Scientist Nick Bellissimo and students in Ryerson’s Food Intake Regulation and Satiety Testing (FIRST) lab, the only centre of its kind in Canada dedicated exclusively to this area of research among children.
During Thanksgiving, a veritable festival of food, many Canadians will overindulge at the dinner table. But at other times, our food choices seem to be governed by several rules. Some are classics – eat five to 10 servings of vegetables and fruit a day. And some are new – drink chocolate milk after a hard workout in the gym. But are those rules one-size-fits-all for the entire population? For example, should all children, regardless of their weight and size, follow the same nutrition guidelines?
Those are some of the questions that scientist Nick Bellissimo is studying in his Food Intake Regulation and Satiety Testing (FIRST) lab, the only centre of its kind in Canada dedicated exclusively to this area of research among children. Assisted by a team of undergraduate and graduate research assistants, and several research associates, the nutrition professor is exploring how commercially available foods, hormones, exercise and environmental factors all combine to affect children’s appetite and food intake. His goal: to provide dietitians and parents with evidence-based advice about the food children should eat, the types of exercise they need to perform and the environmental factors that should be considered in order to prevent and manage overeating in kids.
“With childhood obesity, we have to adopt an integrated approach because the issue is so complex,” says Bellissimo. “There are a variety of factors that interact to contribute to energy balance, but what we don’t know much about are the physiologic underpinnings of energy imbalances and why some are more susceptible to weight gain than others.”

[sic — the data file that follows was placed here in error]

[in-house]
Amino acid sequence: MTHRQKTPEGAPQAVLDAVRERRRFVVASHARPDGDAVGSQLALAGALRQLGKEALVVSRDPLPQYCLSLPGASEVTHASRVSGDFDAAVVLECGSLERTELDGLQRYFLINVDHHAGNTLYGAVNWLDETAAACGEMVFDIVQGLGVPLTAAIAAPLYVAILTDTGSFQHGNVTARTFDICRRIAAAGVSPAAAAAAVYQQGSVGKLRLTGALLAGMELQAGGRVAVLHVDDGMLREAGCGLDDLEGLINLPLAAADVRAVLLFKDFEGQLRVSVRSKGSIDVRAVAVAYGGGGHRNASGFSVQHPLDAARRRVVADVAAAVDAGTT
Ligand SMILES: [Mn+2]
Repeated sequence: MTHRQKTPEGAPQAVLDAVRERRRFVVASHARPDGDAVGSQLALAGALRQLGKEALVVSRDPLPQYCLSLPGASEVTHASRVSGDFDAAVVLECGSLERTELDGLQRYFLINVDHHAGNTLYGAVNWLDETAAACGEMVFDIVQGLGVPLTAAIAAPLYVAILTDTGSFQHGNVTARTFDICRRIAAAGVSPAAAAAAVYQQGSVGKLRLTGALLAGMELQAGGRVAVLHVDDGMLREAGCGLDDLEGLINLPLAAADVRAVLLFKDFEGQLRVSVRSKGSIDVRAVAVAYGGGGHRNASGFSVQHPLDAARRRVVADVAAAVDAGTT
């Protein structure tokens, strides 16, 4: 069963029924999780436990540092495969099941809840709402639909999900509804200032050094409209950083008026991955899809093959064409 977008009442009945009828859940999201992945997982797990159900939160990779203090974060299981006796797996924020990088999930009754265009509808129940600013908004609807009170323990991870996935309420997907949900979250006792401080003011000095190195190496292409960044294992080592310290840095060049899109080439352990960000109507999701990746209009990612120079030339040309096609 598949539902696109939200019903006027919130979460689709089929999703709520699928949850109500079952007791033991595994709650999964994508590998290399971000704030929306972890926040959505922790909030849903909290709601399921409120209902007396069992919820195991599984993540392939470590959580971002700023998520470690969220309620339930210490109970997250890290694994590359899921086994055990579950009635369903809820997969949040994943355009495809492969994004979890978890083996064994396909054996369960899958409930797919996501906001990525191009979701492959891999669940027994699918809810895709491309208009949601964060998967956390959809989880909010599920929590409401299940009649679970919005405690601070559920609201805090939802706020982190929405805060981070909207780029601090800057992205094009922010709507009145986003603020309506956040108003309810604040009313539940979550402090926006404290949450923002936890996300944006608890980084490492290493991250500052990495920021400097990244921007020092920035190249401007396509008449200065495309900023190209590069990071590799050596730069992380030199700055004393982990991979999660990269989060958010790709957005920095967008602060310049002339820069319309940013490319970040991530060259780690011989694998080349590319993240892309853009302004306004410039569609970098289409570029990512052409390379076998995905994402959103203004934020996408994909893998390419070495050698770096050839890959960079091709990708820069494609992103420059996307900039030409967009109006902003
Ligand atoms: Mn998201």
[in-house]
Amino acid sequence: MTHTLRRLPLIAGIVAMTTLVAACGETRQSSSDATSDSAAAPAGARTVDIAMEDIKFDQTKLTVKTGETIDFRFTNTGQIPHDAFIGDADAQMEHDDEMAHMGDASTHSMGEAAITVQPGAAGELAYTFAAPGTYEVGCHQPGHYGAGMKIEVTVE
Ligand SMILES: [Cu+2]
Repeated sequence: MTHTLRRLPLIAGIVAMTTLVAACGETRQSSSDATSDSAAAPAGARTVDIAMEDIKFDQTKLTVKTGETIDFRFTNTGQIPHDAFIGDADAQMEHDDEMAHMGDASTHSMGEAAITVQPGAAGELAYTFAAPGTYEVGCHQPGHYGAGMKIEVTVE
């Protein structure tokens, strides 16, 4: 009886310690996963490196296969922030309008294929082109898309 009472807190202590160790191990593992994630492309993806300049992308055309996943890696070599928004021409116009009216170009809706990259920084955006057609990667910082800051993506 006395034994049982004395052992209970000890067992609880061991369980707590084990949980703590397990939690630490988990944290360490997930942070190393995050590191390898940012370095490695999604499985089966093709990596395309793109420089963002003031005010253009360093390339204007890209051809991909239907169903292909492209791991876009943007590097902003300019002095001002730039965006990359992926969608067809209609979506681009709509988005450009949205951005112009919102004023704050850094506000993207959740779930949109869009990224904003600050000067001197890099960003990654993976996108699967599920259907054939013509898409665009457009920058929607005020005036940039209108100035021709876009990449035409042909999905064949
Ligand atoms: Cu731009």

With funding from Ryerson, the Canadian Institutes of Health Research, the Dairy Farmers of Canada, the Danone Institute of Canada and the agri-food industry, Bellissimo has conducted numerous clinical trials involving food and exercise. For instance, does dairy protein regulate appetite and blood sugar in children? Or should kids be allowed to play exergames, video games that incorporate fitness, before mealtime? And if so, does it matter if a child has a normal body weight or is obese?
Those studies are conducted using the FIRST lab’s high-tech equipment and facilities. Along with body composition testing equipment, a treadmill and an automated metabolic gas analysis system, the lab features a blood collection station and has access to an experimental test kitchen and six cubicles, each with its own serving window for food intake assessments.
On that note, Bellissimo’s team has analyzed the impact of sugary drinks and whether or not they contribute to overeating and obesity. Surprisingly, cola and chocolate milk were found to have a powerful effect on appetite suppression. That is, kids who consumed these high-sugar beverages reduced their food intake at the next meal by the caloric equivalent of the beverages.
“It challenges the notion that these drinks drive up appetite and cause kids to overeat,” says Bellissimo. And while he admits it may be challenging for some to accept that sugar can be consumed as part of a healthy diet, he hopes this work will support health-care practitioners and parents in their decision-making around kids’ diets.
“Parents are always thinking, ‘What should I feed my kids? Is it OK if I give my kid a soda? Should I limit their screen time?’ At FIRST lab, we can answer those questions in a controlled setting and share it with knowledge users,” says Bellissimo.
The FIRST lab is looking for nine to 14-year-old girls and boys to participate in research studies on weekend mornings. The latest projects are exploring active video gaming, TV viewing and exercise, and exercise and blood sugar. For more information or to join a study, visit ndlabs.ca/join-a-study.
Article by Dana Yates